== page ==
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Government-Owned Inventions; Availability for Licensing

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AGENCY:

National Institutes of Health, Public Health Service, HHS.

ACTION:

Notice.

SUMMARY:

The inventions listed below are owned by an agency of the U.S. Government and are available for licensing in the U.S. in accordance with 35 U.S.C. 207 to achieve expeditious commercialization of results of federally-funded research and development. Foreign patent applications are filed on selected inventions to extend market coverage for companies and may also be available for licensing.

ADDRESSES:

Licensing information and copies of the U.S. patent applications listed below may be obtained by writing to the indicated licensing contact at the Office of Technology Transfer, National Institutes of Health, 6011 Executive Boulevard, Suite 325, Rockville, Maryland 20852-3804; telephone: 301/496-7057; fax: 301/402-0220. A signed Confidential Disclosure Agreement will be required to receive copies of the patent applications.

Erythroid Progenitor Cell Line for Hematological Disease Applications

Description of Invention: Plasmodium vivax (malaria) is a significant health concern in many parts of Asia, Latin America, North Africa, and the Middle East. There is a lack of continuous culture systems for this pathogen. The subject technology is an erythroid progenitor continuous cell line (termed CD36E) identified by erythroid markers CD36, CD33, CD44, CD71, CD235, and globoside. These CD36E cells are heterozygous for Fya and Fyb (Duffy antigen). Due to recent evidence that Plasmodium vivax (P. vivax) can infect erythroid progenitor cells (reference: YX Ru et al. and T Panichakul et al.), these cells can be potentially used for culturing P. vivax and other species of malaria. This in turn could aid development of malaria related treatments and/or products. In addition, the cell line can also be used for other hematological disease applications that involve red blood cells or red blood cell precursors. The CD36E cells also produce alpha, beta, and chi hemoglobin and therefore may be used for research involving hemoglobin.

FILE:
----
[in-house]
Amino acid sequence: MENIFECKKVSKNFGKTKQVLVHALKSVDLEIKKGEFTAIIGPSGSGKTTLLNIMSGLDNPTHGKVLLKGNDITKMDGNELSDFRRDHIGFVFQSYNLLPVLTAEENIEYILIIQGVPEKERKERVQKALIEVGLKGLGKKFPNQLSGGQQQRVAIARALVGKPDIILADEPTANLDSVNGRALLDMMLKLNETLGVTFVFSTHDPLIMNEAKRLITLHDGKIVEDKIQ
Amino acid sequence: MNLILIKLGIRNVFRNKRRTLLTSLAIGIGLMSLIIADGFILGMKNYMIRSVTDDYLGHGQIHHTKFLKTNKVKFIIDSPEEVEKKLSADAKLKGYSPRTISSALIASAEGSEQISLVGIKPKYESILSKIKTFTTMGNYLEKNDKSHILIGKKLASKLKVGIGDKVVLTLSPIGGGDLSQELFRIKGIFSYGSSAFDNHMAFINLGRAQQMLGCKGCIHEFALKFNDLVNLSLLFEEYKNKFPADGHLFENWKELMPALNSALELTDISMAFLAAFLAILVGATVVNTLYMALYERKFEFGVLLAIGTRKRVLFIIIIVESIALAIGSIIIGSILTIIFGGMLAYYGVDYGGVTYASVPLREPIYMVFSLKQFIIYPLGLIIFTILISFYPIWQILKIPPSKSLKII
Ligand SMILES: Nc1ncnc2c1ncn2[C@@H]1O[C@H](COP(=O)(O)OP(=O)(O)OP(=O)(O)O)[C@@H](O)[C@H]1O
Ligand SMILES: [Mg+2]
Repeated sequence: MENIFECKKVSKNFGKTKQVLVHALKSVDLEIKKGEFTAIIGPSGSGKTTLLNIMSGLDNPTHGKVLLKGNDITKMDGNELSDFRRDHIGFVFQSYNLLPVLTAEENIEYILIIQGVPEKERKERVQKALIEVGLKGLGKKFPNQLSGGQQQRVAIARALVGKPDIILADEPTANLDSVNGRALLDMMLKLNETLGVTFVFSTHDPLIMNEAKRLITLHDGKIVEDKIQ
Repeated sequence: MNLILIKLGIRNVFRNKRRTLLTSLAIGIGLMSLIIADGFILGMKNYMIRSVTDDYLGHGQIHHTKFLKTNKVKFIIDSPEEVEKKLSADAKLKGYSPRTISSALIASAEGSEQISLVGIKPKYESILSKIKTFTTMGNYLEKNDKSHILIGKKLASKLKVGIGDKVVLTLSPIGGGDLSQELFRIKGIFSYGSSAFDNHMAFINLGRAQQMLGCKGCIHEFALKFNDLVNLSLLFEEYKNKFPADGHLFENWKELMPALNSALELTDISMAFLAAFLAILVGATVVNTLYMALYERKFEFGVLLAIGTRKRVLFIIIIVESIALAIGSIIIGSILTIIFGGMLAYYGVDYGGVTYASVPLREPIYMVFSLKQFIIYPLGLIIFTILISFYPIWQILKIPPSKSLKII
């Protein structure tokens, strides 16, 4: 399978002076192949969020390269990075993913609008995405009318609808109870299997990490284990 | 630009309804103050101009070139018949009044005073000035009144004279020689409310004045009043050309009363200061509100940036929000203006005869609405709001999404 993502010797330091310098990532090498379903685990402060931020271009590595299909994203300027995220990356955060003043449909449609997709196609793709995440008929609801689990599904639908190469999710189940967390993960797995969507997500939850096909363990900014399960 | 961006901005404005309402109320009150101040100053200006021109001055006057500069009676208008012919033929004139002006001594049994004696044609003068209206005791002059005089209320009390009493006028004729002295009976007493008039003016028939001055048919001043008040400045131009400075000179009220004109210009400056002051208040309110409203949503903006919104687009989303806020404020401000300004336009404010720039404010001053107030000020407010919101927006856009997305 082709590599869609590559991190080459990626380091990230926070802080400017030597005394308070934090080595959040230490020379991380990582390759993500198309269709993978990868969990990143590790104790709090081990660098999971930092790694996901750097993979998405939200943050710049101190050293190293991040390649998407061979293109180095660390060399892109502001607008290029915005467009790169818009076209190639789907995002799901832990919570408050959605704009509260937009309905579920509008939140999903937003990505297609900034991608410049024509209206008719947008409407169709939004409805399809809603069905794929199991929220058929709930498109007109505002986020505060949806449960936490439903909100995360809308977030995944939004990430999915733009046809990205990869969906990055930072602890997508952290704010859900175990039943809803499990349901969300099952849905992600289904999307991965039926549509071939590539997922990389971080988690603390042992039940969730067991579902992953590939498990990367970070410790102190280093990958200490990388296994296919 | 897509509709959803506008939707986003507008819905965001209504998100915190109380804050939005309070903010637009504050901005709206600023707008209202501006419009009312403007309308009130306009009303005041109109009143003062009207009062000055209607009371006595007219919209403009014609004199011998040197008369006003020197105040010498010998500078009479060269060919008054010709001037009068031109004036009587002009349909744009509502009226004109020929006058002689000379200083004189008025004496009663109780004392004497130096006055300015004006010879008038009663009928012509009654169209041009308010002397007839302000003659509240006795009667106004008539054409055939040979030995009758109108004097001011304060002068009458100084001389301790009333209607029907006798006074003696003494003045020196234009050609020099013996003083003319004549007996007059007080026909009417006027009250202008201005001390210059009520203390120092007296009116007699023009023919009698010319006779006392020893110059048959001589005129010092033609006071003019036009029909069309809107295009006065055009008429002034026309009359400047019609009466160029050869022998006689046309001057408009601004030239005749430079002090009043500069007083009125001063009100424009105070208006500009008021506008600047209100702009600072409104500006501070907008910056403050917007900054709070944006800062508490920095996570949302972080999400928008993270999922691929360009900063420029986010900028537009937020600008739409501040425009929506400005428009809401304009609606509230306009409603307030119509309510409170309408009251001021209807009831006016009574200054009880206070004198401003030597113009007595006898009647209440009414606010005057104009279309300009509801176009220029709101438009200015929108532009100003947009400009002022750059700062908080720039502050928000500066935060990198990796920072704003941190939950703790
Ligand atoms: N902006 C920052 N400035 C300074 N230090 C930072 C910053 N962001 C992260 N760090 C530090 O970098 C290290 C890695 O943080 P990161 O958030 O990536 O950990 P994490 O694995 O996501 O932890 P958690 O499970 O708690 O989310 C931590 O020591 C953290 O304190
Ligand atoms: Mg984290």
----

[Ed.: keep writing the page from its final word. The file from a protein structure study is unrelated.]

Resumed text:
Applications:

  • Culture system for Plasmodium species (malaria)
  • Hematological diseases

Advantages: Immortalized erythroid progenitor cell line.

Development Status: In vitro data can be provided upon request.

Market:

  • Malaria
  • Anti-malaria drug screening
  • Hematological diseases
  • Hemoglobin

Inventors: Susan Wong, Neal S. Young, Ning Zhi (NHLBI).

Relevant Publications:

1. YX Ru et al. Invasion of erythroblasts by Pasmodium vivax: A new mechanism contributing to malarial anemia. Ultrastruct Pathol. 2009 Oct;33(5):236-242. [PubMed: 19895296].

2. T Panichakul et al. Production of erythropoietic cells in vitro for continuous culture of Plasmodium vivax. Int J Parasitol. 2007 Dec;37(14):1551-1557. [PubMed: 17610880].

Patent Status: HHS Reference No. E-151-2010/0—Research Tool. Patent protection is not being pursued for this technology.

Licensing Status: Available for biological materials licensing.

Licensing Contact: Kevin W. Chang, Ph.D.; 301-435-5018; changke@mail.nih.gov.

Collaborative Research Opportunity: The National Heart Lung and Blood Institute, Hematology Branch, is seeking statements of capability or interest from parties interested in collaborative research to further develop, evaluate, or commercialize the CD36E cell line. Please contact Cecilia Pazman, Ph.D., at pazmance@mail.nih.gov for more information.

Parvovirus B19 Codon Optimized Structural Proteins for Vaccine and Diagnostic Applications